Some people consider their children to be the biggest asset they gained during the marriage. However, children also cost money to raise, and you may need additional help beyond what is given to you as part of your state's predetermined child support calculations.

So, in many cases, child custody can also impact who gets what in divorce.

If you earn less than your spouse but will have the children most of the time, you may get extra cash from your spouse each month. This is called spousal maintenance or spousal support. It's usually a monthly payment you receive, like child support. But, you can use it however you see fit.

For example, you may use child support to go towards your mortgage payments but use spousal support to pay for a family vacation. If in doubt, a divorce attorney can explain what you can and can't use each form of support for.


Splitting Marital Assets Fairly

Unless you're going for blood, chances are you want to find a middle ground in your divorce. You want to split things in a way that feels fair. But you don't want to be taken advantage of either.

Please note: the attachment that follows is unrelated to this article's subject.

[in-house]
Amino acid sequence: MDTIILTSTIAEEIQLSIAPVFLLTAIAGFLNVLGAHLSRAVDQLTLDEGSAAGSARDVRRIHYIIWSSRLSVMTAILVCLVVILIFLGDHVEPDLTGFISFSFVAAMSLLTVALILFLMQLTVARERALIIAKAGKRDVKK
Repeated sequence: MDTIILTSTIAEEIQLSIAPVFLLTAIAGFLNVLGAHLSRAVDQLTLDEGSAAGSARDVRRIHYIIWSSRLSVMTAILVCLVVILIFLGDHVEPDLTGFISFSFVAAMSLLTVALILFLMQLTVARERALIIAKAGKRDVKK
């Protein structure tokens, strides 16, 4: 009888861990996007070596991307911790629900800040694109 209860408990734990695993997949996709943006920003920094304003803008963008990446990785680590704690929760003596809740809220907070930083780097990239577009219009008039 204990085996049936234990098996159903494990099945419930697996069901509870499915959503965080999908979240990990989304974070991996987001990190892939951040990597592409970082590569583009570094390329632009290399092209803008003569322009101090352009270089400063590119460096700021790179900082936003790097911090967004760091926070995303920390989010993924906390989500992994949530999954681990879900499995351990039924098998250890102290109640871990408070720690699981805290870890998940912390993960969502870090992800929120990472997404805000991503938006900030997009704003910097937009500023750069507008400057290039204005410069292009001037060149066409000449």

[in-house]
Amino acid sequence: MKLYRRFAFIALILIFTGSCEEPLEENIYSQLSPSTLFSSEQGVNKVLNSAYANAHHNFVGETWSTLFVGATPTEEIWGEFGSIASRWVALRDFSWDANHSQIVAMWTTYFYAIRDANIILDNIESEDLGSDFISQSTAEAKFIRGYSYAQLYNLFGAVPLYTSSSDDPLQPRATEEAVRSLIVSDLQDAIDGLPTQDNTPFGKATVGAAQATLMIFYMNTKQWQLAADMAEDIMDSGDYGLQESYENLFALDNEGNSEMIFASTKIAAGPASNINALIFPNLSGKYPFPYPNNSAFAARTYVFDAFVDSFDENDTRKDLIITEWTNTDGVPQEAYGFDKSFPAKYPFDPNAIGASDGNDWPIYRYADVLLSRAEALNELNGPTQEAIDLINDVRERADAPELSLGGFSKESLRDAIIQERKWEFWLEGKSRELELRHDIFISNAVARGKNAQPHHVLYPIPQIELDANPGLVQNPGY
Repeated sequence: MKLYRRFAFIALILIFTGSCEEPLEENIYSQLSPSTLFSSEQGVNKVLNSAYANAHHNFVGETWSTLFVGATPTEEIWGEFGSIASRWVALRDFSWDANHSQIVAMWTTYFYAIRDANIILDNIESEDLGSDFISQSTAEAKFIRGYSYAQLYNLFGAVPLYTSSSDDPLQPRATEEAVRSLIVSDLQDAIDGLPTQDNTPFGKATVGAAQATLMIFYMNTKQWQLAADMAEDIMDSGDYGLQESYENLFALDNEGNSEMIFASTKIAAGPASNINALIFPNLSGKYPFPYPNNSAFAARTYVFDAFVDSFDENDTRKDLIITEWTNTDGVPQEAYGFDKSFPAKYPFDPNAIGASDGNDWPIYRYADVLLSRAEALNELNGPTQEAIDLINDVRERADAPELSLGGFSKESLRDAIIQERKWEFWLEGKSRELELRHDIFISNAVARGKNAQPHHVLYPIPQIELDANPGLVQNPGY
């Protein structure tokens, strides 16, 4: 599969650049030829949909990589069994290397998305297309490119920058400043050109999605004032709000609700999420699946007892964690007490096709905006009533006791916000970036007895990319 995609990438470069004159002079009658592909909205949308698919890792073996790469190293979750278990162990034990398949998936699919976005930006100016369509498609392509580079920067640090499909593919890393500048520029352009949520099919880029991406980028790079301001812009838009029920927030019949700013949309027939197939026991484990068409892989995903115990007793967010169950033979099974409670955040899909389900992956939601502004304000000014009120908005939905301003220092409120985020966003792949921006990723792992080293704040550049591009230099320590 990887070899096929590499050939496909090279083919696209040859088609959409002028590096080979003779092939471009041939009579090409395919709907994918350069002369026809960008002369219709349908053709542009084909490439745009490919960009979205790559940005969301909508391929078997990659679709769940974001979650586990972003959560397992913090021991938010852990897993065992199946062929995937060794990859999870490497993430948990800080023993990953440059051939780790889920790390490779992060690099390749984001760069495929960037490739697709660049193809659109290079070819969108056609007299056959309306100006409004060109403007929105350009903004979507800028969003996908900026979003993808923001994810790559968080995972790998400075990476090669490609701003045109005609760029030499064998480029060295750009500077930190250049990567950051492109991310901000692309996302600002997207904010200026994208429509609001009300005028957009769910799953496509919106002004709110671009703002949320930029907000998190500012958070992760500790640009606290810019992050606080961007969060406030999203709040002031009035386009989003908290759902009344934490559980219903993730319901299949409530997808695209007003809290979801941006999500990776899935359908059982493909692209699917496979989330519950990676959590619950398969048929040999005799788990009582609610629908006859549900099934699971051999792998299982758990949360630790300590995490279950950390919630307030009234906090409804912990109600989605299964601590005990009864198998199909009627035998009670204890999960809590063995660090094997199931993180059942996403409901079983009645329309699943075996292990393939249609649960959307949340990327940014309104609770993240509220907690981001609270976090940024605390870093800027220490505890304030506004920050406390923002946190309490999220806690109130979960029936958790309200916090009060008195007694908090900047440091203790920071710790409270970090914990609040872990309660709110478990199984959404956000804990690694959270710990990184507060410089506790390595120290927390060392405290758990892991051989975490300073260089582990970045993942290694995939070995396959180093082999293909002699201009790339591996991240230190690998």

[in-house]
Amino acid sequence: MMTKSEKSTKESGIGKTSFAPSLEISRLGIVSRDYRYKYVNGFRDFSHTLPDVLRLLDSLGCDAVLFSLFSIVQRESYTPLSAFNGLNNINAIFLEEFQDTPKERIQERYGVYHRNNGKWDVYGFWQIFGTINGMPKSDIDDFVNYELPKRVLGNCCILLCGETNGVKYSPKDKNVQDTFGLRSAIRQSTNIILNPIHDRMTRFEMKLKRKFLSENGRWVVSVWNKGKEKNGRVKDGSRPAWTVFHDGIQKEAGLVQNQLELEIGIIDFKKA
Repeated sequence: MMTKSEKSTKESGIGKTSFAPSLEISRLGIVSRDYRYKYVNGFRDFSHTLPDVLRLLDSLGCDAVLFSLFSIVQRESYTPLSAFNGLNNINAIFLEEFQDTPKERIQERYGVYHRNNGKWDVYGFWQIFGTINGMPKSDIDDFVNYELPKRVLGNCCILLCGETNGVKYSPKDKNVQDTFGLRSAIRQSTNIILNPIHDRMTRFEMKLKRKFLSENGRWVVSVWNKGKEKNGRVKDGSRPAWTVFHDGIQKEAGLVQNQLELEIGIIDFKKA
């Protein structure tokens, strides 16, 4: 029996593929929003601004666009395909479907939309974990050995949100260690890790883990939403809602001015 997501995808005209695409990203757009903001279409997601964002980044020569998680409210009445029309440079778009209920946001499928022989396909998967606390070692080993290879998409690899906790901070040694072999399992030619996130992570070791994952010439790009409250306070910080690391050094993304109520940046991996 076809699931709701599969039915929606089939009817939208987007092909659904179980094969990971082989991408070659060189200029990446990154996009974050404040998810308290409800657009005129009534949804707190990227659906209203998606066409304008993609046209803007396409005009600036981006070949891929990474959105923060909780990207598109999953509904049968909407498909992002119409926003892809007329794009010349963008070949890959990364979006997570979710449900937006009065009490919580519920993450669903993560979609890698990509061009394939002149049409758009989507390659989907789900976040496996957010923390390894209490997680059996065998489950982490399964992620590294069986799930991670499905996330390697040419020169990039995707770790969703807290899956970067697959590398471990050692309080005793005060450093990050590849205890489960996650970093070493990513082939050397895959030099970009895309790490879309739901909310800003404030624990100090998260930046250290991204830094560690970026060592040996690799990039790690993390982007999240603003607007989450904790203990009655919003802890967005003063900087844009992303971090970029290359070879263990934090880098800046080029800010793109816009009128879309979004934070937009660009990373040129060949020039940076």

So, what's the best approach?

In many cases, it's best if you look for ways to find a middle ground. This means you'll need to talk to your spouse about dividing things. It's not always fun, but it can be helpful.

Before you go to court, sit down and do the following:

  1. Make a list of all your property and debts.
  2. Determine the value of everything listed.
  3. Decide who should logically take each item listed (including the debt).
  4. Get someone outside of the marriage to look it over.

If you can agree with your spouse on how to divide everything, you can save yourself time and money. Sometimes, you may have a small filing fee if you settle everything out of court.

Divorce can be very emotional. But, if you approach this one thing with a logical mind, you may find that it's relatively easy to decide who gets what in the divorce. Just remember, money is just money, and property is just property. What matters most is that you can live comfortably and you're happy.